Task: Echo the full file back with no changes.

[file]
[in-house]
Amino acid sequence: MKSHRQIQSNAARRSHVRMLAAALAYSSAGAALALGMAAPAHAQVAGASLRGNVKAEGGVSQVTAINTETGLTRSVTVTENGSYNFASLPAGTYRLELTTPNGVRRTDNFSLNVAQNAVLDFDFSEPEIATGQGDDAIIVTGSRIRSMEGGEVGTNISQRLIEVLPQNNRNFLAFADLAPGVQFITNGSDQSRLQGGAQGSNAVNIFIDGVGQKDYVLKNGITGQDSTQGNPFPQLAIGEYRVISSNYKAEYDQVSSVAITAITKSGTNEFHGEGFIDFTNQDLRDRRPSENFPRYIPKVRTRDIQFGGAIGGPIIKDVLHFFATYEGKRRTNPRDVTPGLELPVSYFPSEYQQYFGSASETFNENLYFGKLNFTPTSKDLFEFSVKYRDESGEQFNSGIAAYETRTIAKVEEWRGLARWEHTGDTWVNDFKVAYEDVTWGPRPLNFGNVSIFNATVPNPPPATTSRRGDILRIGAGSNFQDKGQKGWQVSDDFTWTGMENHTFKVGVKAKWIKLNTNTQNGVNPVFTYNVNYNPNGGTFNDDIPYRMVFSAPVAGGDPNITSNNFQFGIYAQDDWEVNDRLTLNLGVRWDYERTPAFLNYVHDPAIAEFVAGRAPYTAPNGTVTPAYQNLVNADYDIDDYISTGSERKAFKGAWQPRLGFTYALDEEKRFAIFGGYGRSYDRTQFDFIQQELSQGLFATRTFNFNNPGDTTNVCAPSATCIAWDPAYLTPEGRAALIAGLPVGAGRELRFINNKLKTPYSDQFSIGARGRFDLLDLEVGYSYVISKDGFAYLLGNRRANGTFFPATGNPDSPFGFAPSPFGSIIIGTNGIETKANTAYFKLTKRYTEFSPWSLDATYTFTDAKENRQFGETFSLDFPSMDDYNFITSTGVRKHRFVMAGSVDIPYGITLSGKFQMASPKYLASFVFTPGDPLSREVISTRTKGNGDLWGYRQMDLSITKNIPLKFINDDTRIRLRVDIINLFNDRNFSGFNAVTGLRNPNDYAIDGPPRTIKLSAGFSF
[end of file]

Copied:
[in-house]
Amino acid sequence: MKSHRQIQSNAARRSHVRMLAAALAYSSAGAALALGMAAPAHAQVAGASLRGNVKAEGGVSQVTAINTETGLTRSVTVTENGSYNFASLPAGTYRLELTTPNGVRRTDNFSLNVAQNAVLDFDFSEPEIATGQGDDAIIVTGSRIRSMEGGEVGTNISQRLIEVLPQNNRNFLAFADLAPGVQFITNGSDQSRLQGGAQGSNAVNIFIDGVGQKDYVLKNGITGQDSTQGNPFPQLAIGEYRVISSNYKAEYDQVSSVAITAITKSGTNEFHGEGFIDFTNQDLRDRRPSENFPRYIPKVRTRDIQFGGAIGGPIIKDVLHFFATYEGKRRTNPRDVTPGLELPVSYFPSEYQQYFGSASETFNENLYFGKLNFTPTSKDLFEFSVKYRDESGEQFNSGIAAYETRTIAKVEEWRGLARWEHTGDTWVNDFKVAYEDVTWGPRPLNFGNVSIFNATVPNPPPATTSRRGDILRIGAGSNFQDKGQKGWQVSDDFTWTGMENHTFKVGVKAKWIKLNTNTQNGVNPVFTYNVNYNPNGGTFNDDIPYRMVFSAPVAGGDPNITSNNFQFGIYAQDDWEVNDRLTLNLGVRWDYERTPAFLNYVHDPAIAEFVAGRAPYTAPNGTVTPAYQNLVNADYDIDDYISTGSERKAFKGAWQPRLGFTYALDEEKRFAIFGGYGRSYDRTQFDFIQQELSQGLFATRTFNFNNPGDTTNVCAPSATCIAWDPAYLTPEGRAALIAGLPVGAGRELRFINNKLKTPYSDQFSIGARGRFDLLDLEVGYSYVISKDGFAYLLGNRRANGTFFPATGNPDSPFGFAPSPFGSIIIGTNGIETKANTAYFKLTKRYTEFSPWSLDATYTFTDAKENRQFGETFSLDFPSMDDYNFITSTGVRKHRFVMAGSVDIPYGITLSGKFQMASPKYLASFVFTPGDPLSREVISTRTKGNGDLWGYRQMDLSITKNIPLKFINDDTRIRLRVDIINLFNDRNFSGFNAVTGLRNPNDYAIDGPPRTIKLSAGFSF